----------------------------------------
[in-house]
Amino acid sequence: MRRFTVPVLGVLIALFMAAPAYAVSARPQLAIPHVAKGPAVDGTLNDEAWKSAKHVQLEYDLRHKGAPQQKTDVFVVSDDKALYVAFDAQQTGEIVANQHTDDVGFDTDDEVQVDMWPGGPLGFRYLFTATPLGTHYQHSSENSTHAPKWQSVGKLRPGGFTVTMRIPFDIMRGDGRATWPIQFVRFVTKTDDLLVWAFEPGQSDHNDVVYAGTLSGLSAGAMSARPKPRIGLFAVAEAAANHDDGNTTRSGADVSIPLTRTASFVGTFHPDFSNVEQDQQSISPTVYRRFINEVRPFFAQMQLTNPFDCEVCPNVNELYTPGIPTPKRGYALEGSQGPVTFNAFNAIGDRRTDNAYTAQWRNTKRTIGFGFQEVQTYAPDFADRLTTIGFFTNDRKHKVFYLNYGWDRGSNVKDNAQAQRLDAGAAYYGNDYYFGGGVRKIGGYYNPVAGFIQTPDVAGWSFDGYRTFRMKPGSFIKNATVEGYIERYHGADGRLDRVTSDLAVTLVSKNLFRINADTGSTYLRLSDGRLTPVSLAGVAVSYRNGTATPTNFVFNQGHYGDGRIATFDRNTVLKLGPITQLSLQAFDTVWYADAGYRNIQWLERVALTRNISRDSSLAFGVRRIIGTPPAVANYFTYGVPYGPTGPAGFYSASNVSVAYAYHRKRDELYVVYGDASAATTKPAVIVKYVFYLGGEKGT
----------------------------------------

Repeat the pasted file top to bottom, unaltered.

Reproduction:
[in-house]
Amino acid sequence: MRRFTVPVLGVLIALFMAAPAYAVSARPQLAIPHVAKGPAVDGTLNDEAWKSAKHVQLEYDLRHKGAPQQKTDVFVVSDDKALYVAFDAQQTGEIVANQHTDDVGFDTDDEVQVDMWPGGPLGFRYLFTATPLGTHYQHSSENSTHAPKWQSVGKLRPGGFTVTMRIPFDIMRGDGRATWPIQFVRFVTKTDDLLVWAFEPGQSDHNDVVYAGTLSGLSAGAMSARPKPRIGLFAVAEAAANHDDGNTTRSGADVSIPLTRTASFVGTFHPDFSNVEQDQQSISPTVYRRFINEVRPFFAQMQLTNPFDCEVCPNVNELYTPGIPTPKRGYALEGSQGPVTFNAFNAIGDRRTDNAYTAQWRNTKRTIGFGFQEVQTYAPDFADRLTTIGFFTNDRKHKVFYLNYGWDRGSNVKDNAQAQRLDAGAAYYGNDYYFGGGVRKIGGYYNPVAGFIQTPDVAGWSFDGYRTFRMKPGSFIKNATVEGYIERYHGADGRLDRVTSDLAVTLVSKNLFRINADTGSTYLRLSDGRLTPVSLAGVAVSYRNGTATPTNFVFNQGHYGDGRIATFDRNTVLKLGPITQLSLQAFDTVWYADAGYRNIQWLERVALTRNISRDSSLAFGVRRIIGTPPAVANYFTYGVPYGPTGPAGFYSASNVSVAYAYHRKRDELYVVYGDASAATTKPAVIVKYVFYLGGEKGT